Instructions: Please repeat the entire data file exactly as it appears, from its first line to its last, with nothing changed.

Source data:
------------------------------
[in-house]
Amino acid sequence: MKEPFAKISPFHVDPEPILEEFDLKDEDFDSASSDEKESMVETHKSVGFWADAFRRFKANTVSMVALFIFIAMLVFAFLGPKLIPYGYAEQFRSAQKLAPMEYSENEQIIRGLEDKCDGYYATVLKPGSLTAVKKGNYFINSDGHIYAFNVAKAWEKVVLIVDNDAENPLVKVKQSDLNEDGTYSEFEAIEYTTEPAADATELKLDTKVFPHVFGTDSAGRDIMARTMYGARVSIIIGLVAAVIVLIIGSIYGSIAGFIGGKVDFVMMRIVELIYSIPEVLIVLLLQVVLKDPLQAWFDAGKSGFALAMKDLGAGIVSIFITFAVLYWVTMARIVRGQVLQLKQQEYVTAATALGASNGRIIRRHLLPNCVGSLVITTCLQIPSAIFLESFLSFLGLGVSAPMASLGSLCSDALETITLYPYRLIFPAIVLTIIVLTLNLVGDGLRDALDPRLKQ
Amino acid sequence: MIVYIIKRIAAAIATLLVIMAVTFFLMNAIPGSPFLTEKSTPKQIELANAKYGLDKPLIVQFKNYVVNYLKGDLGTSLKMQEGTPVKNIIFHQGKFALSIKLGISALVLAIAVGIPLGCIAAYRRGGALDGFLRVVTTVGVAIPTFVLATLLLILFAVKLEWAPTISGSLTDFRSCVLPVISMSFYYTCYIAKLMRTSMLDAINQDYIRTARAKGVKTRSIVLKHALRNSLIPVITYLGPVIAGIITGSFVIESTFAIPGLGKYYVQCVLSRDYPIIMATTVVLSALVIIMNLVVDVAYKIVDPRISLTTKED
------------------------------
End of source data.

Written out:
[in-house]
Amino acid sequence: MKEPFAKISPFHVDPEPILEEFDLKDEDFDSASSDEKESMVETHKSVGFWADAFRRFKANTVSMVALFIFIAMLVFAFLGPKLIPYGYAEQFRSAQKLAPMEYSENEQIIRGLEDKCDGYYATVLKPGSLTAVKKGNYFINSDGHIYAFNVAKAWEKVVLIVDNDAENPLVKVKQSDLNEDGTYSEFEAIEYTTEPAADATELKLDTKVFPHVFGTDSAGRDIMARTMYGARVSIIIGLVAAVIVLIIGSIYGSIAGFIGGKVDFVMMRIVELIYSIPEVLIVLLLQVVLKDPLQAWFDAGKSGFALAMKDLGAGIVSIFITFAVLYWVTMARIVRGQVLQLKQQEYVTAATALGASNGRIIRRHLLPNCVGSLVITTCLQIPSAIFLESFLSFLGLGVSAPMASLGSLCSDALETITLYPYRLIFPAIVLTIIVLTLNLVGDGLRDALDPRLKQ
Amino acid sequence: MIVYIIKRIAAAIATLLVIMAVTFFLMNAIPGSPFLTEKSTPKQIELANAKYGLDKPLIVQFKNYVVNYLKGDLGTSLKMQEGTPVKNIIFHQGKFALSIKLGISALVLAIAVGIPLGCIAAYRRGGALDGFLRVVTTVGVAIPTFVLATLLLILFAVKLEWAPTISGSLTDFRSCVLPVISMSFYYTCYIAKLMRTSMLDAINQDYIRTARAKGVKTRSIVLKHALRNSLIPVITYLGPVIAGIITGSFVIESTFAIPGLGKYYVQCVLSRDYPIIMATTVVLSALVIIMNLVVDVAYKIVDPRISLTTKED